– Greece does not have the capacity to hold people and to process the asylum claims of those who decide to make one in Greece instead of being returned right away. This has to be build up.
– Turkey and Greece need to review the protocols and practices of their existing readmission agreement (for instance: it seems that the “accelerated procedure” of 7 days for Turkey to deal with Greek claims is only applicable to the land border; the normal procedure is 75 days. It should be 5 days for every case; etc.).
– Turkey and the EU need to develop a strategy to provide incentives to as many as possible of those who are returned to go on and return voluntarily to their home countries – vouchers for North Africans and Pakistanis to fly back right after they return to Turkey, etc …
– For those who decide to then apply for protection in Turkey and become asylum seekers there: Turkey needs to be ready to deal with this. And should get immediate support to build reception facilities.
Some issues to address
TURKEY: committing to larger and faster readmission from Greece is not easy politically. The history of negotiations over the Turkey-EU readmission agreement testify to this. And yet it is crucial: no resettlement is sustainable without such control in the Aegean.
There is, however, more that the EU can do to help Turkey – and convince the Turkish public:
– The European Commission begins right away the process of lifting the Schengen visa requirement for Turkey, launching the process to amend regulation 539/2001. This legal process always lasts a few months.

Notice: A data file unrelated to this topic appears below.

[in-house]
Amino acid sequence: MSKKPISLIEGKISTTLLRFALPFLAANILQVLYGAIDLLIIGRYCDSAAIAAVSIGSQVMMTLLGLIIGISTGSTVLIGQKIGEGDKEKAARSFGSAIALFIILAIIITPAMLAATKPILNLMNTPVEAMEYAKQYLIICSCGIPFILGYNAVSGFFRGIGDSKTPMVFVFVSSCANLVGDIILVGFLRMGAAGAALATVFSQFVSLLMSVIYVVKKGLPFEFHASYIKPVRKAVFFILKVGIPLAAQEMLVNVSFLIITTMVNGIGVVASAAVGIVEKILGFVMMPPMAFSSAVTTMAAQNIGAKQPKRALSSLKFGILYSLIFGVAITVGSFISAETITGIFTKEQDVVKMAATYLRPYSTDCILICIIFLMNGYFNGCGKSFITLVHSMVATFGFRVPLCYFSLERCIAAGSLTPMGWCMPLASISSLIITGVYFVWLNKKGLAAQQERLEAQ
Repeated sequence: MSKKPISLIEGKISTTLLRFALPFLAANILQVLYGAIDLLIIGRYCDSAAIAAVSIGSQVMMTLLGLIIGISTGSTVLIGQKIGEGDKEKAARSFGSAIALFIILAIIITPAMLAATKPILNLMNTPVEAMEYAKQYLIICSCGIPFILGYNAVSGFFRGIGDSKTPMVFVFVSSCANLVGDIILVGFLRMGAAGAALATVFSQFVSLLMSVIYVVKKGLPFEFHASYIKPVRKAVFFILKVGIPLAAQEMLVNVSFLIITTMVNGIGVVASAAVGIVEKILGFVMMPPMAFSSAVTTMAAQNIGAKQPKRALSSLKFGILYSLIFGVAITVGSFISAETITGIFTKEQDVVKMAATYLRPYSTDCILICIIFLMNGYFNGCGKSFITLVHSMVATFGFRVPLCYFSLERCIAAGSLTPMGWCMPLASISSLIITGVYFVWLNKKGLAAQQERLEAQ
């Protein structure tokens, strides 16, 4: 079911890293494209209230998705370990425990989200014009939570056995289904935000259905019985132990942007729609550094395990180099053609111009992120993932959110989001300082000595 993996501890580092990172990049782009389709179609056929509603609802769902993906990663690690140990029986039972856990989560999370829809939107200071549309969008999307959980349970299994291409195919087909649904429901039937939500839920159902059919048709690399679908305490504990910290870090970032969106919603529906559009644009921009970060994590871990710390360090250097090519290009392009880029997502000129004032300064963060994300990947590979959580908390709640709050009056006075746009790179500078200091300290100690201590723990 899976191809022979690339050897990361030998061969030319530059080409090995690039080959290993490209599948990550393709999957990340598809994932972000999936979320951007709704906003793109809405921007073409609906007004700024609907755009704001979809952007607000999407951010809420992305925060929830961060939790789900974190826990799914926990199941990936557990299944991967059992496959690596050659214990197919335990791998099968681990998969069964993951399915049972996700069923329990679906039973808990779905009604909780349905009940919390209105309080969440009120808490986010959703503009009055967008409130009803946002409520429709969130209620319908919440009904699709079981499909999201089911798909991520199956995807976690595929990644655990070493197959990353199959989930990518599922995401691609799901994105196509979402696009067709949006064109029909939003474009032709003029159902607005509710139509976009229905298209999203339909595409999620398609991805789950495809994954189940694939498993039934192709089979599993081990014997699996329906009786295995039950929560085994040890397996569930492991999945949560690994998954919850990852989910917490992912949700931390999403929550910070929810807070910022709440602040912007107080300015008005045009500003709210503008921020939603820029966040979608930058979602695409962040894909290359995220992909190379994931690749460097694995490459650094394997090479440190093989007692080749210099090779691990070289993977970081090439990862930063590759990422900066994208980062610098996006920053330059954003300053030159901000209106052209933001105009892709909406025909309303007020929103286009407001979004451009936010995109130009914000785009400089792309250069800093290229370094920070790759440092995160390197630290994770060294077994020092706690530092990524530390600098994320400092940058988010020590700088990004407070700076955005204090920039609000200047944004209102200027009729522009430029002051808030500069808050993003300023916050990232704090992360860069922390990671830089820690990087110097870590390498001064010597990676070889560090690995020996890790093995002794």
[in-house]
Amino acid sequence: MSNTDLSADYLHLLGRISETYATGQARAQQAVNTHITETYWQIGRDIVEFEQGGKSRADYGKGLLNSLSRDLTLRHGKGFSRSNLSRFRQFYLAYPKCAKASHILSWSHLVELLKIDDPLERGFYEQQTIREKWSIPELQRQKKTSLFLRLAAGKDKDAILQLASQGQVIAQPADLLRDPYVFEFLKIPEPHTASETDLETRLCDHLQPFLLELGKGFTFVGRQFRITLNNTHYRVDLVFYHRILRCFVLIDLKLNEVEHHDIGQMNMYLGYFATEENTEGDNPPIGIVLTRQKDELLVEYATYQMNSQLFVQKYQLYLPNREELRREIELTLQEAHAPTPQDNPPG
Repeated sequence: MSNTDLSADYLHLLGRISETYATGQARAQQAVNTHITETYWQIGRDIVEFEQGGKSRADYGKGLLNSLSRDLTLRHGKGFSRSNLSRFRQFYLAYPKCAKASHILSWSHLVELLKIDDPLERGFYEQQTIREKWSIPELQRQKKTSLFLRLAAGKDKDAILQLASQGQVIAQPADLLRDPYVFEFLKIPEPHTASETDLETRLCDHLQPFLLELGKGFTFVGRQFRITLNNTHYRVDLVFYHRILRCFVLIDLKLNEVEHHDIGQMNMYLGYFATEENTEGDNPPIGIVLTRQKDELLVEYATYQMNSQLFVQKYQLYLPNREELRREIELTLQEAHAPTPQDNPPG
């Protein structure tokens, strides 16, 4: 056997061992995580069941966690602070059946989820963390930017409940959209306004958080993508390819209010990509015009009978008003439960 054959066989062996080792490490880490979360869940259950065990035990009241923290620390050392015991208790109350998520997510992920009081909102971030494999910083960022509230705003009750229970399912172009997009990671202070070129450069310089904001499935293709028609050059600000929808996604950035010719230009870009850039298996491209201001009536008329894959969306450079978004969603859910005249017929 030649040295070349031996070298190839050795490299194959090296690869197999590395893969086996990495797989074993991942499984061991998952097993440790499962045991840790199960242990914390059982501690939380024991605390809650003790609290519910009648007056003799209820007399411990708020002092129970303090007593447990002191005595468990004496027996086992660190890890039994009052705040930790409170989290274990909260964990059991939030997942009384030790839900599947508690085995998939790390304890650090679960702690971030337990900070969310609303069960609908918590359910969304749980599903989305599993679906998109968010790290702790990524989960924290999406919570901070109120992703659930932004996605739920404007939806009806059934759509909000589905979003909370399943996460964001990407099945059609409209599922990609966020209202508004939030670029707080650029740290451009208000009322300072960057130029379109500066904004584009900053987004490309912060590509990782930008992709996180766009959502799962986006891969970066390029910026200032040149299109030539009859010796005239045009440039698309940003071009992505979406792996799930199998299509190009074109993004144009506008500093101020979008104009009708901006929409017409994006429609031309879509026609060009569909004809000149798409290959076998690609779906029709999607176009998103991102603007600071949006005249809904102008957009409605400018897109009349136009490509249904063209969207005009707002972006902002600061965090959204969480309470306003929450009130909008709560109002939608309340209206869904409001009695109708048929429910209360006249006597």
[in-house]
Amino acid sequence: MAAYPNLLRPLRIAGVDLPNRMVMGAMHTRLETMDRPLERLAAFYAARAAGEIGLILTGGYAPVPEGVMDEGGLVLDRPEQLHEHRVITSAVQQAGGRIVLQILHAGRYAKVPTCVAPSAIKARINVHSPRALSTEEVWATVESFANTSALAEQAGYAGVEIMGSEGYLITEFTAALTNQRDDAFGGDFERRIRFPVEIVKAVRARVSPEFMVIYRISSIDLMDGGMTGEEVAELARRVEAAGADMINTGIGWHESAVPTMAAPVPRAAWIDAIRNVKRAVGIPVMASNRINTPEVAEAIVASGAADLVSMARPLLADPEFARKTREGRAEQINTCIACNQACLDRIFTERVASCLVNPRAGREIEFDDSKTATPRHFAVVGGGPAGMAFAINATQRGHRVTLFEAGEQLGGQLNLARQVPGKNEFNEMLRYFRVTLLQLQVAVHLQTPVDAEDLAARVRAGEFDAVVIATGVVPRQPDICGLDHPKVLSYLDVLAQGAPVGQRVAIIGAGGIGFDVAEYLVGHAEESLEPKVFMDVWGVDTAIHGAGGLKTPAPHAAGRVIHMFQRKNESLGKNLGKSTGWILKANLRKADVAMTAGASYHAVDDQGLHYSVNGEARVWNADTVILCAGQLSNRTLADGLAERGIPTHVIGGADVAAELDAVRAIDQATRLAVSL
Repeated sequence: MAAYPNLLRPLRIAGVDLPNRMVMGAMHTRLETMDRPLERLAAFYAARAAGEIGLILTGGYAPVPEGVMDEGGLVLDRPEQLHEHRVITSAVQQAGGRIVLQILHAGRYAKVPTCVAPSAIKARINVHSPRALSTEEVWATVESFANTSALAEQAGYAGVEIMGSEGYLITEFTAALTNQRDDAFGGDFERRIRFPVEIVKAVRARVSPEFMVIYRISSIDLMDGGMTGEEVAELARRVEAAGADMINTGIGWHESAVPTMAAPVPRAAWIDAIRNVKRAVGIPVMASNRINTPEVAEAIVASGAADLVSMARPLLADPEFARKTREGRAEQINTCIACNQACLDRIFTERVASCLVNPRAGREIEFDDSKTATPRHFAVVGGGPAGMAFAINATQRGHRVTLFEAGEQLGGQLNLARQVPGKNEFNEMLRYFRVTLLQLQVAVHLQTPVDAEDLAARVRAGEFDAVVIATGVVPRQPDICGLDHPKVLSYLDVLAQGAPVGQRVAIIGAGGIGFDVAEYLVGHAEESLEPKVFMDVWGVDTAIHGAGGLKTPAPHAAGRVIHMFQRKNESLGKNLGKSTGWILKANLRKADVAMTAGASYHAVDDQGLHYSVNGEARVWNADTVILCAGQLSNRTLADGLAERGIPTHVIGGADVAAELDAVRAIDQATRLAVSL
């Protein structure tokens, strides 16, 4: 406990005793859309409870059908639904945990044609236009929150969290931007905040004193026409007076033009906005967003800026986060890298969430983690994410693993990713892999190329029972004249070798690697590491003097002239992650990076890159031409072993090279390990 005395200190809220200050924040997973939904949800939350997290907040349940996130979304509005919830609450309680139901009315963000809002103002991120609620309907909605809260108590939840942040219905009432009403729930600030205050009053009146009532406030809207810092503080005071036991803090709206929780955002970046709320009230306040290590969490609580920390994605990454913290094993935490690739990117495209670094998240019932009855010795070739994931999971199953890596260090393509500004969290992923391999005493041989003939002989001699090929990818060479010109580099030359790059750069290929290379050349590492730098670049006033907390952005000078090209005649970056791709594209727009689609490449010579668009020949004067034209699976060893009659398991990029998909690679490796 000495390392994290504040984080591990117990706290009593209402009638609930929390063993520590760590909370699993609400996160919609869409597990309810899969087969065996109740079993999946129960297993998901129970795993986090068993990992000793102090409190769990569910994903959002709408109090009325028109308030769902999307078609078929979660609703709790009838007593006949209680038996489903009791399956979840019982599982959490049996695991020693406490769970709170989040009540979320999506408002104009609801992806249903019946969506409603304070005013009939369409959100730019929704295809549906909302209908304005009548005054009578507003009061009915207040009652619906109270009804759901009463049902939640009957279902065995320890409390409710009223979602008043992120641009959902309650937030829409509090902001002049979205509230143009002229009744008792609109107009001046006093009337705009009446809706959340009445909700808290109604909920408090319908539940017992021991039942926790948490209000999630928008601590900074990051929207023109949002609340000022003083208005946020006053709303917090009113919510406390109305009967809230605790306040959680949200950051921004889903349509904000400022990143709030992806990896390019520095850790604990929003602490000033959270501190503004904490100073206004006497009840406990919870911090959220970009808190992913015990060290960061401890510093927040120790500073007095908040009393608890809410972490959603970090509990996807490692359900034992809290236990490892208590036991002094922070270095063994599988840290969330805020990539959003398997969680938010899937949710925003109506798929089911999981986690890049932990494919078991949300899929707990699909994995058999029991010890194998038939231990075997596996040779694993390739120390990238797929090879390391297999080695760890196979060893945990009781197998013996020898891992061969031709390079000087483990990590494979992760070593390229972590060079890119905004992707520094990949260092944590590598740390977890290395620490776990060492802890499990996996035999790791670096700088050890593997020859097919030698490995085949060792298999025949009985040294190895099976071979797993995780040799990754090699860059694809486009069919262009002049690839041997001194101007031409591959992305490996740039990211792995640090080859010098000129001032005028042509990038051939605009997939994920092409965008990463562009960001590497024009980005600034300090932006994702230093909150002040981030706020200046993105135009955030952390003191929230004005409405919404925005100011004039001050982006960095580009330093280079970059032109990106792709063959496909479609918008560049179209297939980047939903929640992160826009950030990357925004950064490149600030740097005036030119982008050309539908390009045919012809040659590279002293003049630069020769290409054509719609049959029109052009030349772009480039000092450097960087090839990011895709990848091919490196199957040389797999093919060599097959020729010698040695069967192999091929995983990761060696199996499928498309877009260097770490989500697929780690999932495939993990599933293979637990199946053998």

But the EU should hold out a concrete promise to Turkish citizens with concrete dates:
“If Turkey implements the existing readmission agreements with Greece in full and agrees to take back all new arrivals from 15 January 2016 and implements all requirements from the visa roadmap concerning the rights of refugees and asylum seekers in Turkey until 30 April, Turkish citizens will be able to travel without a visa to the EU as of June 2016.”
If this is backed by the Commission and Germany and others, this would be a powerful signal.
This should be targeted at the two key requirements Turkey must meet:
fully implement the readmission agreement with Greece,
be a safe third country and fully implement its 2013 law on foreigners.
There is no good reason at all to either link visa liberalisation to the EU-Turkey readmission agreement (rather than to effective readmission from Greece) or to delay it until October. The EU needs Turkish support now. And Turkey should get visa free travel as soon as possible.
– The EU offers to delink visa liberalisation and the EU-Turkey readmission agreement provision for third country nationals (which was supposed to enter into force only in 2017, and was then brought forward to June 2016).
The EU-Turkey Readmission Agreement is the worst of both worlds: Under this agreement in theory everybody who reached the EU from Turkey in the past five years could be returned. (Article 2 – Scope) There is no provision that says only people who arrive in the EU after a certain date qualify. At the same time the agreement does not work, beyond what already exists in the Turkey-Greece Readmission Agreement, since none of these people reached the EU directly from Turkey (they left Greece and re-entered the EU from Serbia).1